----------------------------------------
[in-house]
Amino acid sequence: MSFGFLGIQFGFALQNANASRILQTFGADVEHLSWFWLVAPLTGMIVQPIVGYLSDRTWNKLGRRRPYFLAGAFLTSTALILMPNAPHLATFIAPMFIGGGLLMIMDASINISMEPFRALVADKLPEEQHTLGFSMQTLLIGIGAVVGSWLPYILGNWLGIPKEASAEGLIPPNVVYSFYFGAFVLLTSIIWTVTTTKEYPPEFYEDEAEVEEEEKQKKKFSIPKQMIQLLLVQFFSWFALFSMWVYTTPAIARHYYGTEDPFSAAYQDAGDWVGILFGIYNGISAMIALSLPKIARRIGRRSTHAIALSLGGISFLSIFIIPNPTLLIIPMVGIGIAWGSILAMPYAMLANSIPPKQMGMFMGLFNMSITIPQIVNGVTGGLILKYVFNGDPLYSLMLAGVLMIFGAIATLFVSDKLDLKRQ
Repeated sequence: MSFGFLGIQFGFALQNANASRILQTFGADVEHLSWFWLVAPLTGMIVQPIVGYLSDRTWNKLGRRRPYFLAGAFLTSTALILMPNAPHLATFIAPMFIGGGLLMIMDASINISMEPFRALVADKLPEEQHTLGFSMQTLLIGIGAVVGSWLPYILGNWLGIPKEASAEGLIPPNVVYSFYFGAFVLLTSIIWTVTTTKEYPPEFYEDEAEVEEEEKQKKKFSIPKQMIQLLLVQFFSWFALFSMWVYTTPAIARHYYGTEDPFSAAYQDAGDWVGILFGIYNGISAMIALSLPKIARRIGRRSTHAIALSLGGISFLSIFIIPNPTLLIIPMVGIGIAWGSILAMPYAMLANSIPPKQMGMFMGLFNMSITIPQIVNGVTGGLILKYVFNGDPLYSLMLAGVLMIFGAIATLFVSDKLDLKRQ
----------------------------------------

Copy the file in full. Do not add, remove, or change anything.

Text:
[in-house]
Amino acid sequence: MSFGFLGIQFGFALQNANASRILQTFGADVEHLSWFWLVAPLTGMIVQPIVGYLSDRTWNKLGRRRPYFLAGAFLTSTALILMPNAPHLATFIAPMFIGGGLLMIMDASINISMEPFRALVADKLPEEQHTLGFSMQTLLIGIGAVVGSWLPYILGNWLGIPKEASAEGLIPPNVVYSFYFGAFVLLTSIIWTVTTTKEYPPEFYEDEAEVEEEEKQKKKFSIPKQMIQLLLVQFFSWFALFSMWVYTTPAIARHYYGTEDPFSAAYQDAGDWVGILFGIYNGISAMIALSLPKIARRIGRRSTHAIALSLGGISFLSIFIIPNPTLLIIPMVGIGIAWGSILAMPYAMLANSIPPKQMGMFMGLFNMSITIPQIVNGVTGGLILKYVFNGDPLYSLMLAGVLMIFGAIATLFVSDKLDLKRQ
Repeated sequence: MSFGFLGIQFGFALQNANASRILQTFGADVEHLSWFWLVAPLTGMIVQPIVGYLSDRTWNKLGRRRPYFLAGAFLTSTALILMPNAPHLATFIAPMFIGGGLLMIMDASINISMEPFRALVADKLPEEQHTLGFSMQTLLIGIGAVVGSWLPYILGNWLGIPKEASAEGLIPPNVVYSFYFGAFVLLTSIIWTVTTTKEYPPEFYEDEAEVEEEEKQKKKFSIPKQMIQLLLVQFFSWFALFSMWVYTTPAIARHYYGTEDPFSAAYQDAGDWVGILFGIYNGISAMIALSLPKIARRIGRRSTHAIALSLGGISFLSIFIIPNPTLLIIPMVGIGIAWGSILAMPYAMLANSIPPKQMGMFMGLFNMSITIPQIVNGVTGGLILKYVFNGDPLYSLMLAGVLMIFGAIATLFVSDKLDLKRQ